I know you might lose perspective working in the games industry. But it is still really awkward an not socially accepted liking games as an adult. I have a co worker who I found out was into games Harcore like me who I had been working with for years. It’s just usually something people don’t like bringing up without an open for acceptance still. Just like we aren’t realy in a post racial America, we really aren’t in an America where being an adult game player is a widespread acceptable thing. Like my neighbor across the street, our kids play together but when she saw all my games, (my son is 3) she immediately commented, ” You still play games Sean?” . So while news story’s tell us gaming is for adults now, there realy are a lot of people who dismiss it. Maybe when I’m 60 it will change. I mean if we can have Kevin Spacey as a senator playing Xbox in House of Cards, surely we must be getting closer right?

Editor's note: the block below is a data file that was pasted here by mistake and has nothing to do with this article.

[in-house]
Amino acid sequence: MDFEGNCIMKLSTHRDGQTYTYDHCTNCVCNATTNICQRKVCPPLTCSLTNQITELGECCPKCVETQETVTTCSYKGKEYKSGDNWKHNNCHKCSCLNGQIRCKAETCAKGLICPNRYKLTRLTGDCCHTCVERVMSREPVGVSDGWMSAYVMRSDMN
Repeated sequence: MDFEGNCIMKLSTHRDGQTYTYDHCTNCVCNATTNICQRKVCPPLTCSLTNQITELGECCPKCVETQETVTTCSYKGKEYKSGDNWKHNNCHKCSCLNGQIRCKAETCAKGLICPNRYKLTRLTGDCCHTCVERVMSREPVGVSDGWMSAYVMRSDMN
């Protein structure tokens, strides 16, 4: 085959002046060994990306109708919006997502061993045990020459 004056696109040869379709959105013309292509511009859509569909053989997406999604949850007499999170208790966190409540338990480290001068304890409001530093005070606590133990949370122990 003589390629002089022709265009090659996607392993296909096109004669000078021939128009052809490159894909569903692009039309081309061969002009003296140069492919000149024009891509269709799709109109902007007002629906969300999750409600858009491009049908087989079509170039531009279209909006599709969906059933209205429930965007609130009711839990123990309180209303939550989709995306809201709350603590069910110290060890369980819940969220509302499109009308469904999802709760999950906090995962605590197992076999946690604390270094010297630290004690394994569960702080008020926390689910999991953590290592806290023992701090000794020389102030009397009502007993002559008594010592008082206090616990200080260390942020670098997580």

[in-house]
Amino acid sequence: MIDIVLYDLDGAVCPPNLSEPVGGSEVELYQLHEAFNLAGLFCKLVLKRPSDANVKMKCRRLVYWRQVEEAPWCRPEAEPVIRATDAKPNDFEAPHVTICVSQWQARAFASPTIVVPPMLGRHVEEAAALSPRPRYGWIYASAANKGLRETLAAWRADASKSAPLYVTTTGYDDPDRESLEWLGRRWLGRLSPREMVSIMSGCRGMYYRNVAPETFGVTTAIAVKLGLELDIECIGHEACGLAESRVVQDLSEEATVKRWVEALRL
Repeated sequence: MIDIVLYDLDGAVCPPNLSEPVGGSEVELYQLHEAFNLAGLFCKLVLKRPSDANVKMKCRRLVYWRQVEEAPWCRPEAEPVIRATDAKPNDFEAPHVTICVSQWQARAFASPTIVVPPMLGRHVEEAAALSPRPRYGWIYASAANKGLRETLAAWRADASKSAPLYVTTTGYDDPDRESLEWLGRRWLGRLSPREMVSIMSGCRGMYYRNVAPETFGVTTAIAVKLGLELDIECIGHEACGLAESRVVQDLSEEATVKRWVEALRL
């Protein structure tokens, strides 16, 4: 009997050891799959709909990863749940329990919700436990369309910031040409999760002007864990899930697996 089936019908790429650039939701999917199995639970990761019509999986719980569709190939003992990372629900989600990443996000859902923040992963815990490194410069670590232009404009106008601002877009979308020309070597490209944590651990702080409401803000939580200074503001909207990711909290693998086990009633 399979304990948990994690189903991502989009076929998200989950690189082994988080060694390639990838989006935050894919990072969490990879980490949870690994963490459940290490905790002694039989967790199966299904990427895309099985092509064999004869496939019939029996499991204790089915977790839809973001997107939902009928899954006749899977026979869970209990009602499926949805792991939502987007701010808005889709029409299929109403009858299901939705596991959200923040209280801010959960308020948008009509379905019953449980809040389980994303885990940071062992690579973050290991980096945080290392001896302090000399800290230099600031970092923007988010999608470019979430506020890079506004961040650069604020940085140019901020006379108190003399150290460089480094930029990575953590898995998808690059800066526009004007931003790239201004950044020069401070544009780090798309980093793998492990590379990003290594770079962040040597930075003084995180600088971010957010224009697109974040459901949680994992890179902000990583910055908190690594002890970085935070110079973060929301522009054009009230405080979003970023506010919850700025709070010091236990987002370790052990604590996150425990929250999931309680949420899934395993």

Also great to have Henry Gilbert on. I always enjoy those guys on VGMpire.

    (And John Stossel want so bad in the 80’s. Don’t ask me what the hell happened to him lately.)

  10. Right now I am just getting angry cause these clips remind me of the “defensive driving” course my Provence required me to take to remove the new driver status from my license allowing me to drive after midnight and some other stuff.
    The “course” consisted of locking us in a room and playing 1980s/90s reports on seatbelts and airbags. It was torture. I have to imagine the idea is not that we gained any new skills(hell there wasn’t even a test) its just to scare you not to need to go through your license again because if you eff up you will need to spend another Saturday doing this pointless shit again.

  11. I thought this was a video game podcast. I listen to the show to GET AWAY from all of the daily political tripe and bickering that permeates the television, internet and newspapers. I listen to a gaming podcast to hear the host discuss a gaming topic he is an expert on. I don’t listen to a gaming podcast to hear the host give us his political views.